Sir George Young (North-West Hampshire) (Con): In your statement, Mr. Speaker, you indicated that there would be an opportunity at a later date to pay tribute to Sir Philip Mawer. As the Chairman of the Standards and Privileges Committee, I would like to do that in a handsome way at the appropriate time.
Reverting to the subject of next week’s business, I seek an assurance from the Leader of the House about next Thursday’s business statement. By tradition, the Leader of the House has been less partisan and more broad-minded than his colleagues because of his responsibilities to the House as a whole. Apart from the occasional lapse, the current Leader of the House has performed that responsibility with enormous distinction. Does he agree that it will be far more difficult for that convention to be upheld if his successor is also chairman of the Labour party?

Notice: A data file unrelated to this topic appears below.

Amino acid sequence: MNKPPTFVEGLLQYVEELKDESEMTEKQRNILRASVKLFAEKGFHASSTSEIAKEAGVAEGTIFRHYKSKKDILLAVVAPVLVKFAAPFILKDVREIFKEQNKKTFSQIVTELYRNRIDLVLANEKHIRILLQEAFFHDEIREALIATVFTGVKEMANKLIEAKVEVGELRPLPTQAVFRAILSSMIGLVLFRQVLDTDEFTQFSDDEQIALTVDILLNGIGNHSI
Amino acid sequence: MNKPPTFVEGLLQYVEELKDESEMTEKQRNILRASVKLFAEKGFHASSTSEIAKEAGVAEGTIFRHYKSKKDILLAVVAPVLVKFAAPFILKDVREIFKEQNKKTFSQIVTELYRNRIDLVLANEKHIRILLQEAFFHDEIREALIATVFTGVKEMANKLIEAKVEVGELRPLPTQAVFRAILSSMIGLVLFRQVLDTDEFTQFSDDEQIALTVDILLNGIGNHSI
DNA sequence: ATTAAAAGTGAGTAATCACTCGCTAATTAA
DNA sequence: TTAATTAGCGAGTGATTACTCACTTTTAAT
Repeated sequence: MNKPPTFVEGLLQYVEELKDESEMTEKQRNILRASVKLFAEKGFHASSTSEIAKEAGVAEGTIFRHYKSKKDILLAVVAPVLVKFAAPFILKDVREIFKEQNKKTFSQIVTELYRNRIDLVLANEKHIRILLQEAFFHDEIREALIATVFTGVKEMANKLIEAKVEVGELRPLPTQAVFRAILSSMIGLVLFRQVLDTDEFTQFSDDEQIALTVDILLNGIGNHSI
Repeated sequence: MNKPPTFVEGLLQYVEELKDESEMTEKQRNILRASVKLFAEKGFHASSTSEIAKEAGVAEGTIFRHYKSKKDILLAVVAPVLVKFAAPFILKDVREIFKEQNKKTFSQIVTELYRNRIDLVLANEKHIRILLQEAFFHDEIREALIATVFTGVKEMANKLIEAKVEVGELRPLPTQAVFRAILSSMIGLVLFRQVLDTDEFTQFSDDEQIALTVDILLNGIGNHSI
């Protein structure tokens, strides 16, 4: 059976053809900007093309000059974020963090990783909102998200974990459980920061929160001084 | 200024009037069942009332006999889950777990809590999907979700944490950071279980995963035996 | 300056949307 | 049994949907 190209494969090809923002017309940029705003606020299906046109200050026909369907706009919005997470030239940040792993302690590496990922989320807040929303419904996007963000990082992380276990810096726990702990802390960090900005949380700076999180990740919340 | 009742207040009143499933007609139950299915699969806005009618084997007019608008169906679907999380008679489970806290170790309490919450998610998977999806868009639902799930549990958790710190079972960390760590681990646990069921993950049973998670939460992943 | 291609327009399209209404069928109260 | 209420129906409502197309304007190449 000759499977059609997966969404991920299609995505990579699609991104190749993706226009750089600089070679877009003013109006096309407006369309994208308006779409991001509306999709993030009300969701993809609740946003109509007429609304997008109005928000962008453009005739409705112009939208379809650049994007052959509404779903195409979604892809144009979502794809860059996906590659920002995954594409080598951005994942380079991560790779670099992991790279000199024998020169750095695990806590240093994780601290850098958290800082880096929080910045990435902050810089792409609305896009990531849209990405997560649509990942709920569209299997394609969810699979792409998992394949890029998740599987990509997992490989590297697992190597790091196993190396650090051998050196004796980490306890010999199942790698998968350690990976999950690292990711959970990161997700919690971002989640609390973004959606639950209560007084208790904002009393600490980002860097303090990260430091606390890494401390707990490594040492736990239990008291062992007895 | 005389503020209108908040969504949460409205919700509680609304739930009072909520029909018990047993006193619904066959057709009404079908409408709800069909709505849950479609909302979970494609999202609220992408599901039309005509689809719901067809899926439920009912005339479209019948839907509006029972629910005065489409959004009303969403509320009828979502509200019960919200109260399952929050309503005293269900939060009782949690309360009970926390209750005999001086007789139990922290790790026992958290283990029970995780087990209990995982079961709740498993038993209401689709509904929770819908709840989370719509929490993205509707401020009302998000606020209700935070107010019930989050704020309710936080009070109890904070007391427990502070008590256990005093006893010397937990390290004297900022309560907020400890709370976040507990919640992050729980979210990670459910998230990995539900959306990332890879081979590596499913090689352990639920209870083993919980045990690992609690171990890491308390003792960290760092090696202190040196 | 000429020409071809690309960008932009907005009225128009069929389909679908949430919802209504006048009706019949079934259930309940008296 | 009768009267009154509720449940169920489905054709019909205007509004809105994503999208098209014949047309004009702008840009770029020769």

Mr. Straw: I am not going to speculate on who is or is not likely to be my successor—
John Bercow (Buckingham) (Con): It is on the BBC website.
Mr. Straw: I am not going to speculate until a formal announcement is approved by Her Majesty the Queen. The right hon. Member for North-West Hampshire (Sir George Young) has occasional lapses from the distinguished all-party positions that he holds in the House to being a partisan politician. [Hon. Members: “Never.”] I hope he does, and I applaud him for that, because we combine a variety of roles. It is perfectly possible for anyone filling these shoes to combine the very important role of Leader of the House, representing this House inside the Government and ensuring that it is paid proper respect in a practical way, with the fact that all of us here, bar, I think, one Member, came into the House because we were members of a political party and support the partisan causes of that party.